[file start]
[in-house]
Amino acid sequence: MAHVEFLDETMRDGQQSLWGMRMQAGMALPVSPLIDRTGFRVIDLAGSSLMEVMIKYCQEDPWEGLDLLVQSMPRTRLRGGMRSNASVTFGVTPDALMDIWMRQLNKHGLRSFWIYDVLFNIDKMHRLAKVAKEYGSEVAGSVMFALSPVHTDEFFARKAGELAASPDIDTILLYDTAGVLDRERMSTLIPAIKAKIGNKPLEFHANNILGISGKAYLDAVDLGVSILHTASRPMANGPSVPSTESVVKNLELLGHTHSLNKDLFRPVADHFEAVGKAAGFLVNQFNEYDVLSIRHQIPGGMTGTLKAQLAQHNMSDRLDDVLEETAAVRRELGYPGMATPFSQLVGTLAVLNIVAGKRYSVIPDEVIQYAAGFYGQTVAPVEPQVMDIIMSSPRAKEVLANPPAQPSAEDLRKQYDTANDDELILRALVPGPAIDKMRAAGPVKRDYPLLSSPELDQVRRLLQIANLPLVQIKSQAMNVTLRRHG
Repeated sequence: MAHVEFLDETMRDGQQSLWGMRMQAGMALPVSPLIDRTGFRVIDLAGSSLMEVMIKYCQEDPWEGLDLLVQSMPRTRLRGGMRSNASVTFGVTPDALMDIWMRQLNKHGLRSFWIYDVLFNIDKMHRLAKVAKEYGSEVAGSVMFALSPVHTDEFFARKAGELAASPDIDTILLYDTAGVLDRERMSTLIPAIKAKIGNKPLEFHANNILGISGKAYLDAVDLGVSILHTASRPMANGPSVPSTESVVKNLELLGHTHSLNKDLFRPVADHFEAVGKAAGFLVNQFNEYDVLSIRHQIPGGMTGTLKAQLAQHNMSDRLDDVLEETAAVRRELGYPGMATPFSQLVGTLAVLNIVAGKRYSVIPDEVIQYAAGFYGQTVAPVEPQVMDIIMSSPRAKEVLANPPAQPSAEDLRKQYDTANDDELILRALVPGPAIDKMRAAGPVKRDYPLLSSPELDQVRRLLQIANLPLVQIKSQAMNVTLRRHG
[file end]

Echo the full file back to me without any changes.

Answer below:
[in-house]
Amino acid sequence: MAHVEFLDETMRDGQQSLWGMRMQAGMALPVSPLIDRTGFRVIDLAGSSLMEVMIKYCQEDPWEGLDLLVQSMPRTRLRGGMRSNASVTFGVTPDALMDIWMRQLNKHGLRSFWIYDVLFNIDKMHRLAKVAKEYGSEVAGSVMFALSPVHTDEFFARKAGELAASPDIDTILLYDTAGVLDRERMSTLIPAIKAKIGNKPLEFHANNILGISGKAYLDAVDLGVSILHTASRPMANGPSVPSTESVVKNLELLGHTHSLNKDLFRPVADHFEAVGKAAGFLVNQFNEYDVLSIRHQIPGGMTGTLKAQLAQHNMSDRLDDVLEETAAVRRELGYPGMATPFSQLVGTLAVLNIVAGKRYSVIPDEVIQYAAGFYGQTVAPVEPQVMDIIMSSPRAKEVLANPPAQPSAEDLRKQYDTANDDELILRALVPGPAIDKMRAAGPVKRDYPLLSSPELDQVRRLLQIANLPLVQIKSQAMNVTLRRHG
Repeated sequence: MAHVEFLDETMRDGQQSLWGMRMQAGMALPVSPLIDRTGFRVIDLAGSSLMEVMIKYCQEDPWEGLDLLVQSMPRTRLRGGMRSNASVTFGVTPDALMDIWMRQLNKHGLRSFWIYDVLFNIDKMHRLAKVAKEYGSEVAGSVMFALSPVHTDEFFARKAGELAASPDIDTILLYDTAGVLDRERMSTLIPAIKAKIGNKPLEFHANNILGISGKAYLDAVDLGVSILHTASRPMANGPSVPSTESVVKNLELLGHTHSLNKDLFRPVADHFEAVGKAAGFLVNQFNEYDVLSIRHQIPGGMTGTLKAQLAQHNMSDRLDDVLEETAAVRRELGYPGMATPFSQLVGTLAVLNIVAGKRYSVIPDEVIQYAAGFYGQTVAPVEPQVMDIIMSSPRAKEVLANPPAQPSAEDLRKQYDTANDDELILRALVPGPAIDKMRAAGPVKRDYPLLSSPELDQVRRLLQIANLPLVQIKSQAMNVTLRRHG